Suppose you have a simple formula “**=A1+1000**” in cell A2 that references the cell above it, A1. If you insert a new row above row 2, the formula in A2 will not automatically update to reference the new cell A2, which still references to A1.

Before inserting a new row:

After inserting a new row:

Similarly, if you delete row 2, the formula in A3 will not automatically update to reference the cell above it, which is now A1. And** #REF** displays because **B2=B2+1000 **is impossible.

Before deleting Row 2:

After deleting Row2:

One way to avoid the above two problems and always get the value from above cell when inserting or deleting rows in Excel is to use a simple formula with Excel **INDIRECT **function and Excel **ADDRESS f**unction. This post introduces these two Excel functions and provides a formula to get the cell value above the selected cell when inserting or deleting rows.

## EXCEL INDIRECT Function and ADDRESS Function

The** Excel INDIRECT function **is used to return a reference to a cell or range of cells based on a text string that represents the cell reference. This allows you to create dynamic formulas and references that change based on the contents of other cells or the result of other calculations.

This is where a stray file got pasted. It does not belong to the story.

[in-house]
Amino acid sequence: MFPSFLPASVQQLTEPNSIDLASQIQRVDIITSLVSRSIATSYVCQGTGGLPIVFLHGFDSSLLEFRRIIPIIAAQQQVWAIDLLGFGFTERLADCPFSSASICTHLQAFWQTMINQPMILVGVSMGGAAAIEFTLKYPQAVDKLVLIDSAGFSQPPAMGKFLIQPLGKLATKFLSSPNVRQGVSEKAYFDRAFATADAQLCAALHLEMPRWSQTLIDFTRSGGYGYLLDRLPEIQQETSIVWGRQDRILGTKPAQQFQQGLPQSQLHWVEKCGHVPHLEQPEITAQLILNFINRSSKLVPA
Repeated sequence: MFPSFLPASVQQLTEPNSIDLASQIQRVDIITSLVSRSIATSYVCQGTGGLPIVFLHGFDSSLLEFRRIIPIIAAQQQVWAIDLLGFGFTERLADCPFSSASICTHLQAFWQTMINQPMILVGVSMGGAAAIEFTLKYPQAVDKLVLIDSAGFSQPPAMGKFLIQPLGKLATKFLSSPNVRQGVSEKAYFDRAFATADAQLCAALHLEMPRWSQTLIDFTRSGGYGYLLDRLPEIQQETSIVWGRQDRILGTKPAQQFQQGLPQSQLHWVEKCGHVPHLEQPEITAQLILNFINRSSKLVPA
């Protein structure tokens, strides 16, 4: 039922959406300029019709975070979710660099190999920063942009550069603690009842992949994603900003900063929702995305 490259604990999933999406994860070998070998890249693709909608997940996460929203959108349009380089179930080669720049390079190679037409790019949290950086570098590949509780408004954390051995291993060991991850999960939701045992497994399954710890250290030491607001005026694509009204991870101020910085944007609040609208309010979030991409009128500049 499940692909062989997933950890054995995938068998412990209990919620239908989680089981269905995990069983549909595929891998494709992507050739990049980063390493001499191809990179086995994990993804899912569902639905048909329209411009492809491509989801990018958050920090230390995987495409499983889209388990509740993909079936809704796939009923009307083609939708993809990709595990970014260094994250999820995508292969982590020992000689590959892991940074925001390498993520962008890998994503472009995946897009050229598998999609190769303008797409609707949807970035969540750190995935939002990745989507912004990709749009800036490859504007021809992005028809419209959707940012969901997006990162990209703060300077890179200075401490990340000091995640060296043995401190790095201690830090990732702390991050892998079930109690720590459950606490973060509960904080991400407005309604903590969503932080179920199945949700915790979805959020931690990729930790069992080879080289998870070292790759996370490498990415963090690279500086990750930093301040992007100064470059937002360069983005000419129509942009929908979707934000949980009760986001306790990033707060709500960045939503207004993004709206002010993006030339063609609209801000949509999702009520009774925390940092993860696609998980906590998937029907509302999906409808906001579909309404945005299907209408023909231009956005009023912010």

The** Excel ADDRESS function **is used to return the cell reference as a text string based on a specified row and column number.

To combine the bove two Excel functions, we can get a dynamic cell reference in the formula which can help us always get the cell above the selected cell. In order to achieve it in this worksheet, we can use the formula “**=INDIRECT(ADDRESS(ROW()-1,COLUMN())**“, instead of using the reference address of the cell, such as “B1” to refer to.

## Steps of Creating the Formula with INDIRECT Function and ADDRESS Function

**Step1:** Enter the following formula into Cell B2:

=INDIRECT(ADDRESS(ROW()-1,COLUMN()))+1000"

“**=INDIRECT(ADDRESS(ROW()-1,COLUMN()))**” replaces the original data that is the cell reference.

**Step2:** Drag down the formula to copy it to **B3**. The formula “**=B2+1**” is replaced by the new formula “**=INDIRECT(ADDRESS(ROW()-1,COLUMN()))+1000**” in B3, the result is the same.

**Step3:** When inserting a new row above the selected cell, the formula will be recalculated and the nested function **ADDRESS(ROW()-1,COLUMN())** always indicates to the cell above the selected cell.

**Note that** if you have new data in new row above the cell when inserting a row, the formula will always points to the new position just above the current cell.